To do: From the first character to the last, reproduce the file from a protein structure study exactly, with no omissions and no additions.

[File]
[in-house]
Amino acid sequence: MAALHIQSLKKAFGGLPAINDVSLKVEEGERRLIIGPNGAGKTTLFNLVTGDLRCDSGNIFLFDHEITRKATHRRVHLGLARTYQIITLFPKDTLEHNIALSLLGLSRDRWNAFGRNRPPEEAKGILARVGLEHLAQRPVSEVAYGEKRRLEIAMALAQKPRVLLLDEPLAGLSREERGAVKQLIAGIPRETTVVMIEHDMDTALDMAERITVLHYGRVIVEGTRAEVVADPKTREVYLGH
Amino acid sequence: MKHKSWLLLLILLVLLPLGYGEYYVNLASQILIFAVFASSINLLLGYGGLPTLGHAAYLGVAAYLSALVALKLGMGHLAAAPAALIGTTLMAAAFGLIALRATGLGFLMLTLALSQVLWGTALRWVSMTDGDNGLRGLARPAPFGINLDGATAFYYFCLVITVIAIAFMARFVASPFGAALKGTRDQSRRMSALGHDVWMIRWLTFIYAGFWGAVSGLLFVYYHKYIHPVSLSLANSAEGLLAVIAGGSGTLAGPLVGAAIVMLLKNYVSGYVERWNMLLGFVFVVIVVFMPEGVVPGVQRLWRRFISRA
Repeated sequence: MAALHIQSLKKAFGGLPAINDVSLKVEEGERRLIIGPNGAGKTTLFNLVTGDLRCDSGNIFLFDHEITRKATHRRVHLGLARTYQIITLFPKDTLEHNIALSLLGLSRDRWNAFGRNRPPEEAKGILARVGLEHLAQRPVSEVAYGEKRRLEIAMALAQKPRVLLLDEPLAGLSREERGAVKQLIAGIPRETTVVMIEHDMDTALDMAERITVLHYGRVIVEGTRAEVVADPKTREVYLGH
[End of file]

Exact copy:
[in-house]
Amino acid sequence: MAALHIQSLKKAFGGLPAINDVSLKVEEGERRLIIGPNGAGKTTLFNLVTGDLRCDSGNIFLFDHEITRKATHRRVHLGLARTYQIITLFPKDTLEHNIALSLLGLSRDRWNAFGRNRPPEEAKGILARVGLEHLAQRPVSEVAYGEKRRLEIAMALAQKPRVLLLDEPLAGLSREERGAVKQLIAGIPRETTVVMIEHDMDTALDMAERITVLHYGRVIVEGTRAEVVADPKTREVYLGH
Amino acid sequence: MKHKSWLLLLILLVLLPLGYGEYYVNLASQILIFAVFASSINLLLGYGGLPTLGHAAYLGVAAYLSALVALKLGMGHLAAAPAALIGTTLMAAAFGLIALRATGLGFLMLTLALSQVLWGTALRWVSMTDGDNGLRGLARPAPFGINLDGATAFYYFCLVITVIAIAFMARFVASPFGAALKGTRDQSRRMSALGHDVWMIRWLTFIYAGFWGAVSGLLFVYYHKYIHPVSLSLANSAEGLLAVIAGGSGTLAGPLVGAAIVMLLKNYVSGYVERWNMLLGFVFVVIVVFMPEGVVPGVQRLWRRFISRA
Repeated sequence: MAALHIQSLKKAFGGLPAINDVSLKVEEGERRLIIGPNGAGKTTLFNLVTGDLRCDSGNIFLFDHEITRKATHRRVHLGLARTYQIITLFPKDTLEHNIALSLLGLSRDRWNAFGRNRPPEEAKGILARVGLEHLAQRPVSEVAYGEKRRLEIAMALAQKPRVLLLDEPLAGLSREERGAVKQLIAGIPRETTVVMIEHDMDTALDMAERITVLHYGRVIVEGTRAEVVADPKTREVYLGH